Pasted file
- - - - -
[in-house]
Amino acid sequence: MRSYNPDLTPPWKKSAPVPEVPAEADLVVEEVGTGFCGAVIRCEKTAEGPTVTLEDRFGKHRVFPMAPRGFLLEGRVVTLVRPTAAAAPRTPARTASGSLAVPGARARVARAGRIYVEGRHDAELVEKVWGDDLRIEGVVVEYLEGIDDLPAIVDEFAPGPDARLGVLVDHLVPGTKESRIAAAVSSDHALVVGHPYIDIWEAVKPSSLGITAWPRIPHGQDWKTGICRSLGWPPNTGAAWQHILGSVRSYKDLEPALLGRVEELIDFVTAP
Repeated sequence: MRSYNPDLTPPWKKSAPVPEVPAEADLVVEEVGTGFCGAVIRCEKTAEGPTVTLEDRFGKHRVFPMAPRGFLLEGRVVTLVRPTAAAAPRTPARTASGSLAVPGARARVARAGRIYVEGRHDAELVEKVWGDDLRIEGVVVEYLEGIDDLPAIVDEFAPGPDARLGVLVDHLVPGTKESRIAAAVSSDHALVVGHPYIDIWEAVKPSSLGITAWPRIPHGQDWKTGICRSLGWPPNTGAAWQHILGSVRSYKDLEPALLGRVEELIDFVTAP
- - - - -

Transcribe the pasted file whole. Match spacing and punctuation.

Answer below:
[in-house]
Amino acid sequence: MRSYNPDLTPPWKKSAPVPEVPAEADLVVEEVGTGFCGAVIRCEKTAEGPTVTLEDRFGKHRVFPMAPRGFLLEGRVVTLVRPTAAAAPRTPARTASGSLAVPGARARVARAGRIYVEGRHDAELVEKVWGDDLRIEGVVVEYLEGIDDLPAIVDEFAPGPDARLGVLVDHLVPGTKESRIAAAVSSDHALVVGHPYIDIWEAVKPSSLGITAWPRIPHGQDWKTGICRSLGWPPNTGAAWQHILGSVRSYKDLEPALLGRVEELIDFVTAP
Repeated sequence: MRSYNPDLTPPWKKSAPVPEVPAEADLVVEEVGTGFCGAVIRCEKTAEGPTVTLEDRFGKHRVFPMAPRGFLLEGRVVTLVRPTAAAAPRTPARTASGSLAVPGARARVARAGRIYVEGRHDAELVEKVWGDDLRIEGVVVEYLEGIDDLPAIVDEFAPGPDARLGVLVDHLVPGTKESRIAAAVSSDHALVVGHPYIDIWEAVKPSSLGITAWPRIPHGQDWKTGICRSLGWPPNTGAAWQHILGSVRSYKDLEPALLGRVEELIDFVTAP